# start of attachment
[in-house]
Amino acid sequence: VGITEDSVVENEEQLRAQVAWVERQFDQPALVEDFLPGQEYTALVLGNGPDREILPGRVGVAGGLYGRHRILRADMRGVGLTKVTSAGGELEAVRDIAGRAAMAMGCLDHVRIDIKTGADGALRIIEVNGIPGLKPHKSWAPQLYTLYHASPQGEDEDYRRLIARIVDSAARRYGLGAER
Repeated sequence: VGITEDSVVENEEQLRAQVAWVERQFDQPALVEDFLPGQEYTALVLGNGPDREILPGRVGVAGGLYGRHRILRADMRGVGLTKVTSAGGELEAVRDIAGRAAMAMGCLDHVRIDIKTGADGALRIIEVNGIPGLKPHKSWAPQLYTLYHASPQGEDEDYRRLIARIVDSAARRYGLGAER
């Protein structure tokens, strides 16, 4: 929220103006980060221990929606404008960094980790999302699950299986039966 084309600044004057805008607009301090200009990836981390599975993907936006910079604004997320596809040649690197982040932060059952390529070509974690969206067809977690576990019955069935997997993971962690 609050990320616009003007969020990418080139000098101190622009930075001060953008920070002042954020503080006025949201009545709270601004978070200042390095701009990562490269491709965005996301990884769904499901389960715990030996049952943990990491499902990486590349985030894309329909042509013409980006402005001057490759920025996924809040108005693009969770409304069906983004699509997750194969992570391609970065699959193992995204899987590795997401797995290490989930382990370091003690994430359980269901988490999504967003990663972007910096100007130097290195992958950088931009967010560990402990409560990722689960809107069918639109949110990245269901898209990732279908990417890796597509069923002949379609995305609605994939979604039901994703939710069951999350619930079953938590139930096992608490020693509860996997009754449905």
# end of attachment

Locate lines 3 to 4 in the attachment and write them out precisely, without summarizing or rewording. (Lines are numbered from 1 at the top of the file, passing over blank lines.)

Repeated sequence: VGITEDSVVENEEQLRAQVAWVERQFDQPALVEDFLPGQEYTALVLGNGPDREILPGRVGVAGGLYGRHRILRADMRGVGLTKVTSAGGELEAVRDIAGRAAMAMGCLDHVRIDIKTGADGALRIIEVNGIPGLKPHKSWAPQLYTLYHASPQGEDEDYRRLIARIVDSAARRYGLGAER
């Protein structure tokens, strides 16, 4: 929220103006980060221990929606404008960094980790999302699950299986039966 084309600044004057805008607009301090200009990836981390599975993907936006910079604004997320596809040649690197982040932060059952390529070509974690969206067809977690576990019955069935997997993971962690 609050990320616009003007969020990418080139000098101190622009930075001060953008920070002042954020503080006025949201009545709270601004978070200042390095701009990562490269491709965005996301990884769904499901389960715990030996049952943990990491499902990486590349985030894309329909042509013409980006402005001057490759920025996924809040108005693009969770409304069906983004699509997750194969992570391609970065699959193992995204899987590795997401797995290490989930382990370091003690994430359980269901988490999504967003990663972007910096100007130097290195992958950088931009967010560990402990409560990722689960809107069918639109949110990245269901898209990732279908990417890796597509069923002949379609995305609605994939979604039901994703939710069951999350619930079953938590139930096992608490020693509860996997009754449905």